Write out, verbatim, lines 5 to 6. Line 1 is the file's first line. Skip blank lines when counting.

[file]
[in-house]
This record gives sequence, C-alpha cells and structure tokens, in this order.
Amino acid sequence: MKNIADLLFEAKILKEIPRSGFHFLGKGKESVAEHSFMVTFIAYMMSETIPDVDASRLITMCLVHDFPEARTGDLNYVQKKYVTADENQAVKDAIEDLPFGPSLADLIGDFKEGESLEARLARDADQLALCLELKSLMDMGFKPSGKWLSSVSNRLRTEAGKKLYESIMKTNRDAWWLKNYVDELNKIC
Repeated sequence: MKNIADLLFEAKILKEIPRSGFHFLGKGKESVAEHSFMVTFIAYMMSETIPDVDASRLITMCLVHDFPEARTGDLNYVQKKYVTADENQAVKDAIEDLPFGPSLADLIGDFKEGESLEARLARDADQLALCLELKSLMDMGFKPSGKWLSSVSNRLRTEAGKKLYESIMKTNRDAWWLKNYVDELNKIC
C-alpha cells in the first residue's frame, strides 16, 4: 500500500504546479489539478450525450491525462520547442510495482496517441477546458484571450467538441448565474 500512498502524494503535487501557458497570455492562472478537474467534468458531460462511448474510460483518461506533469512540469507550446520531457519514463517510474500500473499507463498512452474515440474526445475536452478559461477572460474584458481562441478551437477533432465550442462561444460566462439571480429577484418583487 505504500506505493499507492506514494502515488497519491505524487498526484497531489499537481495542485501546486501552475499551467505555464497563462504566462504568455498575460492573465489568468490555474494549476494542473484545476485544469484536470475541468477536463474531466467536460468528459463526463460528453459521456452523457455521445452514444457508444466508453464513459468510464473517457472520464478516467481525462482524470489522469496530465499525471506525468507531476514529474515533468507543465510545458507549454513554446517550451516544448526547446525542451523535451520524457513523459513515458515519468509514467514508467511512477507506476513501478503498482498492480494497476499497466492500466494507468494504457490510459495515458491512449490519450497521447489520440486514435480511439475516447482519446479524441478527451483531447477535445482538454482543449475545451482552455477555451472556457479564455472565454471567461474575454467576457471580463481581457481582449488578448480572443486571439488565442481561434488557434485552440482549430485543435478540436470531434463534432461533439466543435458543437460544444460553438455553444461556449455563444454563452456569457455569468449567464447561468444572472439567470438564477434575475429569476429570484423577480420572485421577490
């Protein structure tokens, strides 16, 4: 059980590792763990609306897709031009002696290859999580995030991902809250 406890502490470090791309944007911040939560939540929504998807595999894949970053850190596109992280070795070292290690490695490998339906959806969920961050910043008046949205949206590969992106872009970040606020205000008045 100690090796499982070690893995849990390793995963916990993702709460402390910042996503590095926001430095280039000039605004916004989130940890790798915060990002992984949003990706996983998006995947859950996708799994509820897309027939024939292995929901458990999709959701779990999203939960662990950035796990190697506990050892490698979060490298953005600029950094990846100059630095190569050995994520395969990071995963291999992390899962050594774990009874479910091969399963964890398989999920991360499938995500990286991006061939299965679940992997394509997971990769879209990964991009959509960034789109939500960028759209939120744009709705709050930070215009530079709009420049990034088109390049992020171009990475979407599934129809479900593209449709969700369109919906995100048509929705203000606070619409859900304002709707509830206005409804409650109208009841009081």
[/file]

C-alpha cells in the first residue's frame, strides 16, 4: 500500500504546479489539478450525450491525462520547442510495482496517441477546458484571450467538441448565474 500512498502524494503535487501557458497570455492562472478537474467534468458531460462511448474510460483518461506533469512540469507550446520531457519514463517510474500500473499507463498512452474515440474526445475536452478559461477572460474584458481562441478551437477533432465550442462561444460566462439571480429577484418583487 505504500506505493499507492506514494502515488497519491505524487498526484497531489499537481495542485501546486501552475499551467505555464497563462504566462504568455498575460492573465489568468490555474494549476494542473484545476485544469484536470475541468477536463474531466467536460468528459463526463460528453459521456452523457455521445452514444457508444466508453464513459468510464473517457472520464478516467481525462482524470489522469496530465499525471506525468507531476514529474515533468507543465510545458507549454513554446517550451516544448526547446525542451523535451520524457513523459513515458515519468509514467514508467511512477507506476513501478503498482498492480494497476499497466492500466494507468494504457490510459495515458491512449490519450497521447489520440486514435480511439475516447482519446479524441478527451483531447477535445482538454482543449475545451482552455477555451472556457479564455472565454471567461474575454467576457471580463481581457481582449488578448480572443486571439488565442481561434488557434485552440482549430485543435478540436470531434463534432461533439466543435458543437460544444460553438455553444461556449455563444454563452456569457455569468449567464447561468444572472439567470438564477434575475429569476429570484423577480420572485421577490
């Protein structure tokens, strides 16, 4: 059980590792763990609306897709031009002696290859999580995030991902809250 406890502490470090791309944007911040939560939540929504998807595999894949970053850190596109992280070795070292290690490695490998339906959806969920961050910043008046949205949206590969992106872009970040606020205000008045 100690090796499982070690893995849990390793995963916990993702709460402390910042996503590095926001430095280039000039605004916004989130940890790798915060990002992984949003990706996983998006995947859950996708799994509820897309027939024939292995929901458990999709959701779990999203939960662990950035796990190697506990050892490698979060490298953005600029950094990846100059630095190569050995994520395969990071995963291999992390899962050594774990009874479910091969399963964890398989999920991360499938995500990286991006061939299965679940992997394509997971990769879209990964991009959509960034789109939500960028759209939120744009709705709050930070215009530079709009420049990034088109390049992020171009990475979407599934129809479900593209449709969700369109919906995100048509929705203000606070619409859900304002709707509830206005409804409650109208009841009081």